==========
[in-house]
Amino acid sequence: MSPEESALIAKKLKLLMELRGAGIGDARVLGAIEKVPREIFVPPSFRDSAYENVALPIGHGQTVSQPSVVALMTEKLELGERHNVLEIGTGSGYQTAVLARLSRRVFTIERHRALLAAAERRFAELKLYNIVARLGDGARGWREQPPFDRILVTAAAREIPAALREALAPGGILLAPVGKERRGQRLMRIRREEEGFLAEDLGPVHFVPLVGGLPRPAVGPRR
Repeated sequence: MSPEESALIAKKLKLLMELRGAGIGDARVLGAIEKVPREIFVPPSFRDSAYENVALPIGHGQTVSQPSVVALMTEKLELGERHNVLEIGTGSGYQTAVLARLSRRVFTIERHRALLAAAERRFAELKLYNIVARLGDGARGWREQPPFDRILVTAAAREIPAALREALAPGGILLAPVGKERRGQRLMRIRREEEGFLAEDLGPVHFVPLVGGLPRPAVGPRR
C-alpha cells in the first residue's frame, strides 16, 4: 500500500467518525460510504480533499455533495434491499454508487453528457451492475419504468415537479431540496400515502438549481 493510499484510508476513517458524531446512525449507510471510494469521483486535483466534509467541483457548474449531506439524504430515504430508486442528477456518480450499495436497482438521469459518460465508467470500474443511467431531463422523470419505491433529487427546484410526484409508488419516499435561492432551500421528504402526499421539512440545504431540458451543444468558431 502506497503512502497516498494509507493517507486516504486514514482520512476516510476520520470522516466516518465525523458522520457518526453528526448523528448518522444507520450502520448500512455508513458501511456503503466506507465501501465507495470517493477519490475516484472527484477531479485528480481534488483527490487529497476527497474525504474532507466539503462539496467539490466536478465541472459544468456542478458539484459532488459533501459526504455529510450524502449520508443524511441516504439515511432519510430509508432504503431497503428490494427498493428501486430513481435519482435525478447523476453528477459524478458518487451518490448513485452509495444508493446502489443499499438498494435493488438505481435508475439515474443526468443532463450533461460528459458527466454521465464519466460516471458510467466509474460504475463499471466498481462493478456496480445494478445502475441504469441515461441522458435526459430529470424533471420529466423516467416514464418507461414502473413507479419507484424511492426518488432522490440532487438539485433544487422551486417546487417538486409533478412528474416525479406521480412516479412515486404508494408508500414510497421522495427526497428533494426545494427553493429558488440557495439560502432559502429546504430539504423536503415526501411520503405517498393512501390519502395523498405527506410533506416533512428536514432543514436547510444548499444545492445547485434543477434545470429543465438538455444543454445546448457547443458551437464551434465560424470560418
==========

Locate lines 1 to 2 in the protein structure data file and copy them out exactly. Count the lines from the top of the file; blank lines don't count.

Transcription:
[in-house]
Amino acid sequence: MSPEESALIAKKLKLLMELRGAGIGDARVLGAIEKVPREIFVPPSFRDSAYENVALPIGHGQTVSQPSVVALMTEKLELGERHNVLEIGTGSGYQTAVLARLSRRVFTIERHRALLAAAERRFAELKLYNIVARLGDGARGWREQPPFDRILVTAAAREIPAALREALAPGGILLAPVGKERRGQRLMRIRREEEGFLAEDLGPVHFVPLVGGLPRPAVGPRR